How Probate Works

Though probate is commonly associated with administering someone’s estate if there is no will or executor, it is the term used to cover the general act of distributing an estate regardless of its state. Having a will or executor makes the probate process easier in the long run. If the decedent did not write up a will or name an executor, the probate court must assign one to the estate according to the intestate laws. Intestate laws determine who is eligible to receive estate belongings and defines heirs and next-of-kin. These laws differ from state to state.

Once a person dies, someone will need to file a petition to prove that the will is valid. After the probate court approves the will, they will officially name an executor or administrator (if the decedent did not name an executor). The executor will send notices to everyone involved in the will—beneficiaries or relatives named by intestate laws slated to receive a portion of the estate, and creditors, if applicable. If there is a will and interested parties agree to it, all probate needs to do is review documents and sign paperwork.

The executor will then take inventory of the estate, considering any stocks or bonds the decedent had. They will share this information with the heirs of the will to prove that the estate has been distributed fairly. Finally, the executor will distribute the contents of the estate. Once distributed, the court will pay the executor their fee, and then the executor will sign a petition to dissolve and end the probate process.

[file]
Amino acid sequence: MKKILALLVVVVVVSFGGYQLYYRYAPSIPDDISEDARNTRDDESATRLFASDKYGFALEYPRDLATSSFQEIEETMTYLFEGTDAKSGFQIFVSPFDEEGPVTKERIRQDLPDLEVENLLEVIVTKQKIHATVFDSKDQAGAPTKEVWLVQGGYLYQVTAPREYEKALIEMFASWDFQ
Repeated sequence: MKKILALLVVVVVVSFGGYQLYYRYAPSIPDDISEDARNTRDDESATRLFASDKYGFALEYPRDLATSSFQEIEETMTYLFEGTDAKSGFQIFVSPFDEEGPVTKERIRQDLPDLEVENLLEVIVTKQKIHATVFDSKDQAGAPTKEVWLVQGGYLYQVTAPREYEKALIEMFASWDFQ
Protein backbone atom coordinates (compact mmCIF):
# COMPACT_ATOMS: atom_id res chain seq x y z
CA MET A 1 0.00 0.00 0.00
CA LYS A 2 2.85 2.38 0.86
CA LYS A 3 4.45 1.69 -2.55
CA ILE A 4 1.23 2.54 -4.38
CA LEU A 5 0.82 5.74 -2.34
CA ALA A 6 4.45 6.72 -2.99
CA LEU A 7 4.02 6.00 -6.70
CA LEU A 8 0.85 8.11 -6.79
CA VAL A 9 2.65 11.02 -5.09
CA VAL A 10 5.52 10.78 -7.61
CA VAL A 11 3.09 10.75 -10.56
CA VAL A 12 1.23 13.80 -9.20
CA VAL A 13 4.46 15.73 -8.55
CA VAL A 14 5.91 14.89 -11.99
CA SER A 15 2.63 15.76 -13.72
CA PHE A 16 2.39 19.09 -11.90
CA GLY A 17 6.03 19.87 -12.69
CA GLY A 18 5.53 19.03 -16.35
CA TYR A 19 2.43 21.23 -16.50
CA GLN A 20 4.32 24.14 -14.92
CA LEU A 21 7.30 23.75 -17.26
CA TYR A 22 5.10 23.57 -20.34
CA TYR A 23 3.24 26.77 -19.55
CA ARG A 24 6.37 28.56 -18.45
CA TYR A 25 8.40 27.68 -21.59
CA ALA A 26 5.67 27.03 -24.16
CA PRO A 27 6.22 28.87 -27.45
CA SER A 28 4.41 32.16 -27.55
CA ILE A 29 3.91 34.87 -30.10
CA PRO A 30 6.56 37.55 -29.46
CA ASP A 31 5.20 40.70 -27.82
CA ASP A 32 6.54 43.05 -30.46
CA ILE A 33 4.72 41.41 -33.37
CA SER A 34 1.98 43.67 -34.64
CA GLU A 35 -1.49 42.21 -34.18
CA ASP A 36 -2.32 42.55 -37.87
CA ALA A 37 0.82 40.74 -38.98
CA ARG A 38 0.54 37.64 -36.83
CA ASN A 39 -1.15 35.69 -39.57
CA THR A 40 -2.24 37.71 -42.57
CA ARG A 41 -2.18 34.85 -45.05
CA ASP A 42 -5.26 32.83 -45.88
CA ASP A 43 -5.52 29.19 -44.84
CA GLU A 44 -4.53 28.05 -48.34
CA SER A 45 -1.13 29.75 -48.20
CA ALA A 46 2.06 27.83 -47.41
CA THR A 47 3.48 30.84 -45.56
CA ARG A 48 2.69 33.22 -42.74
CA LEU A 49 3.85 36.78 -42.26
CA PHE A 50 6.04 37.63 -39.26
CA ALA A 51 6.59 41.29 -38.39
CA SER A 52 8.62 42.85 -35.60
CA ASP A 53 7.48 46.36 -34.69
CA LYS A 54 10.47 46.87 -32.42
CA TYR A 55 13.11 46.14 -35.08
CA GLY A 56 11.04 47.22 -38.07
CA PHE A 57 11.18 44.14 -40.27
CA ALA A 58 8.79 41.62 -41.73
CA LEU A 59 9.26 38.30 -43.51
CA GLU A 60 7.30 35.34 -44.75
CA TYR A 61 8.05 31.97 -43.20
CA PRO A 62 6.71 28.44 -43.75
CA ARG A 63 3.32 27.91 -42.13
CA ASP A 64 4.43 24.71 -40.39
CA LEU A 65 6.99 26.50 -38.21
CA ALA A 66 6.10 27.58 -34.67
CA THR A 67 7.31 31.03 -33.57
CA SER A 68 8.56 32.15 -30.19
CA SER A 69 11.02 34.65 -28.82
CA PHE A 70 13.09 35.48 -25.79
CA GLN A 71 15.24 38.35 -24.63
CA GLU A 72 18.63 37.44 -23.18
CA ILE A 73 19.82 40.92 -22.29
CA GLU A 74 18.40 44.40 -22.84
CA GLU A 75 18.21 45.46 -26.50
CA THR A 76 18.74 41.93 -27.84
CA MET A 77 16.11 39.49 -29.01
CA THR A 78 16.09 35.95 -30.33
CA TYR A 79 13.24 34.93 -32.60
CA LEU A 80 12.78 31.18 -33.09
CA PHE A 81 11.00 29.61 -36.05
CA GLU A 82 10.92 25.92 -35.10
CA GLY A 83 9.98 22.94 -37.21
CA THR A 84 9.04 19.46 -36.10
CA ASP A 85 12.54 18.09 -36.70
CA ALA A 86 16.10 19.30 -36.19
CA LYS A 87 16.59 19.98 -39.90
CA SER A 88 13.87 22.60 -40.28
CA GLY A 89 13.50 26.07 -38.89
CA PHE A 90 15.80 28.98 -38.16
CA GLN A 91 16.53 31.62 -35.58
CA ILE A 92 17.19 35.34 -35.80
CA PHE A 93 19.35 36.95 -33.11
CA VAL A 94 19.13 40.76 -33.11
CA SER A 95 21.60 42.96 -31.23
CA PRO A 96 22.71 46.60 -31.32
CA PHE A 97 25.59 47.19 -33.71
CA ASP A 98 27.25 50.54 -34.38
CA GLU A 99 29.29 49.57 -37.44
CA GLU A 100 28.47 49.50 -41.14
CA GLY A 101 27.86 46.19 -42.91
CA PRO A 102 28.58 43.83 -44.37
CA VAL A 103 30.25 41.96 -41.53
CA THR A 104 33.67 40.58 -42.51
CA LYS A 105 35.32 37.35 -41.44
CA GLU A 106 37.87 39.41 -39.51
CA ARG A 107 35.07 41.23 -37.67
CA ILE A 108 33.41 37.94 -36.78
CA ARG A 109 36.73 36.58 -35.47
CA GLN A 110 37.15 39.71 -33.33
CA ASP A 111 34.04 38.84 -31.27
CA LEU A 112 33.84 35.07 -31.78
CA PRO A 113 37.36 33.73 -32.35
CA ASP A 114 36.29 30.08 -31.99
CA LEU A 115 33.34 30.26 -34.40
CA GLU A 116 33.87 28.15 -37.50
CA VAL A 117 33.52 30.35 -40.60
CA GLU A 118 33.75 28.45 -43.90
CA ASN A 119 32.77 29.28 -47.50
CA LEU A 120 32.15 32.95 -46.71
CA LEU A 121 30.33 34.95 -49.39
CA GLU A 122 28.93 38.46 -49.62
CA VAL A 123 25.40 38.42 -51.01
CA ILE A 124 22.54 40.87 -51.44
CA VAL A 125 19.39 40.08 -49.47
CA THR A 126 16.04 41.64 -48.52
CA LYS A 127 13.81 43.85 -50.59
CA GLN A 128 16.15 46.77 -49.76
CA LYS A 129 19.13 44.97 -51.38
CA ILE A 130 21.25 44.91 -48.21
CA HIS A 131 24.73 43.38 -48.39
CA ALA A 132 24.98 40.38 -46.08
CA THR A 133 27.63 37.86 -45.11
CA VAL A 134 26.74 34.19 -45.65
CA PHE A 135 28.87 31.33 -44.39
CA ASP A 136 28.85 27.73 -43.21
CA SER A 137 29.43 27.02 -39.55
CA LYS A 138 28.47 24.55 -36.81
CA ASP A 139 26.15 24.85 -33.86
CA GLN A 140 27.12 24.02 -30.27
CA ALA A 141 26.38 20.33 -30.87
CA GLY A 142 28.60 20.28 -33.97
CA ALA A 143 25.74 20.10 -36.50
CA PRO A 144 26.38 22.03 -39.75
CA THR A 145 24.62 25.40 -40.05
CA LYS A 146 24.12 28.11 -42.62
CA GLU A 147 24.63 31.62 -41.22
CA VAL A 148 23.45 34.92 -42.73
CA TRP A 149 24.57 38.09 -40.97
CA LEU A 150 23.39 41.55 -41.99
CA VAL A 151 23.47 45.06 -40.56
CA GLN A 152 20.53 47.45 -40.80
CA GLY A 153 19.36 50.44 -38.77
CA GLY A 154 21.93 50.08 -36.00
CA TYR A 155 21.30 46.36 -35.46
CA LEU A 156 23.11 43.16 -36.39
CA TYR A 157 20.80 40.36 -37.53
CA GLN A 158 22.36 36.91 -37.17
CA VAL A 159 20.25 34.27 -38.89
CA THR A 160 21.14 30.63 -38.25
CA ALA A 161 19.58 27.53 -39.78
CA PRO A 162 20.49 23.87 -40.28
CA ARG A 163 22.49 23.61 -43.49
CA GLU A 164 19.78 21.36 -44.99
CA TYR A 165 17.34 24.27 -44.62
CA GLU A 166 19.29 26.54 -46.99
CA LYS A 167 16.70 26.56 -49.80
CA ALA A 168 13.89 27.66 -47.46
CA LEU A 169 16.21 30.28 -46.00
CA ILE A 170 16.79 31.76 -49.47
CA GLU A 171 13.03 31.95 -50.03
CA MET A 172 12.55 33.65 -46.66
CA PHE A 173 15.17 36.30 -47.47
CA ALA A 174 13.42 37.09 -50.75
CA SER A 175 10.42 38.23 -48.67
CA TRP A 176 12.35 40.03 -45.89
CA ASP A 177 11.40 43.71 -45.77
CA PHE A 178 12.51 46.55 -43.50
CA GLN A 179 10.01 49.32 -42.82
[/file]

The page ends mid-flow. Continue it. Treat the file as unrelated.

Probate Example

Edna passed away suddenly at the end of October while she was in the hospital. The executor of the will, her son, is now in charge of administering his mother’s estate. Unbeknownst to him, his mother had a hefty amount of debt to pay. After filing to start probate and being approved, he receives a list of people he needs to notify about the estate. Of those is a long list of creditors.

Because the amount is so large, Edna’s son believes the best way to cover the debt is to sell some of the estate. He checks with the beneficiaries, and they all agree to take a hit in their inheritance. After he has cleared Edna’s existing debt, he takes a final inventory of the estate. With evidence of the estate’s worth, he officially can distribute the will. He’s taking a little bit too long, however. He’s having a hard time letting go of his mother’s possessions. One of the beneficiaries files a claim against him. The probate court reviews the dispute and orders Edna’s son to administer the will as required.

Finally—reluctantly—he administered all of the estate. All that remains, clothing items and unwanted assets, are thrown away. He petitions to dissolve the estate and close the probate process.

Significance of Probate

Dealing with the estate of a decedent and family members who all want a piece of it is a difficult process. The potential for disagreements and conflicts is massive, especially when it comes to making decisions. Probate acts as the intermediary, peacekeeper, and final rule. It helps make administering a will easier, if only on the relationship front.